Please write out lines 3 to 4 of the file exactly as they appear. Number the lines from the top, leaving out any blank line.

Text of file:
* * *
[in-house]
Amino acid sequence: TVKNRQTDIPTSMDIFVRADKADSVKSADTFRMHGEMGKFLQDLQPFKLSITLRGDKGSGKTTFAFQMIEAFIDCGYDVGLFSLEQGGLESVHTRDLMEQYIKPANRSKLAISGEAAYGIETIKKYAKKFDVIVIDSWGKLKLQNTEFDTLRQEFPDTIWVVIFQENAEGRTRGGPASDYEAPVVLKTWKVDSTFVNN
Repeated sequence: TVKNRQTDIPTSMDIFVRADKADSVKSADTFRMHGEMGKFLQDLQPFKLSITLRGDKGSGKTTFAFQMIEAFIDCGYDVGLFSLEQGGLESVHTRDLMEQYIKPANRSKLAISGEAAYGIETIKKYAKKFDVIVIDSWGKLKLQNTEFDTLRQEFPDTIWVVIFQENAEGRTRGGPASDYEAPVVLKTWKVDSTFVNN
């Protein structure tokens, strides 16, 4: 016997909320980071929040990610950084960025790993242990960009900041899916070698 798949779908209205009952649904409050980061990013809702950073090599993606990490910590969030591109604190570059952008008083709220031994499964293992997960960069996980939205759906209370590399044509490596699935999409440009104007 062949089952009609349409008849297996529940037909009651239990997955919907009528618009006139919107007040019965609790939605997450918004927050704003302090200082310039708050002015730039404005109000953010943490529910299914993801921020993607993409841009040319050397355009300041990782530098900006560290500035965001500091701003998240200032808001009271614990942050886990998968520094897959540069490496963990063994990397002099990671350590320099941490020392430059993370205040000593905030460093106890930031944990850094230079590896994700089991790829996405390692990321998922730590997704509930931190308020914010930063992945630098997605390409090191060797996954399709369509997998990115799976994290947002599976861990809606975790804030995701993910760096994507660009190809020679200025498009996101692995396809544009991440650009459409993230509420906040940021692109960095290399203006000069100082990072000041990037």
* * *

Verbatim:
Repeated sequence: TVKNRQTDIPTSMDIFVRADKADSVKSADTFRMHGEMGKFLQDLQPFKLSITLRGDKGSGKTTFAFQMIEAFIDCGYDVGLFSLEQGGLESVHTRDLMEQYIKPANRSKLAISGEAAYGIETIKKYAKKFDVIVIDSWGKLKLQNTEFDTLRQEFPDTIWVVIFQENAEGRTRGGPASDYEAPVVLKTWKVDSTFVNN
């Protein structure tokens, strides 16, 4: 016997909320980071929040990610950084960025790993242990960009900041899916070698 798949779908209205009952649904409050980061990013809702950073090599993606990490910590969030591109604190570059952008008083709220031994499964293992997960960069996980939205759906209370590399044509490596699935999409440009104007 062949089952009609349409008849297996529940037909009651239990997955919907009528618009006139919107007040019965609790939605997450918004927050704003302090200082310039708050002015730039404005109000953010943490529910299914993801921020993607993409841009040319050397355009300041990782530098900006560290500035965001500091701003998240200032808001009271614990942050886990998968520094897959540069490496963990063994990397002099990671350590320099941490020392430059993370205040000593905030460093106890930031944990850094230079590896994700089991790829996405390692990321998922730590997704509930931190308020914010930063992945630098997605390409090191060797996954399709369509997998990115799976994290947002599976861990809606975790804030995701993910760096994507660009190809020679200025498009996101692995396809544009991440650009459409993230509420906040940021692109960095290399203006000069100082990072000041990037």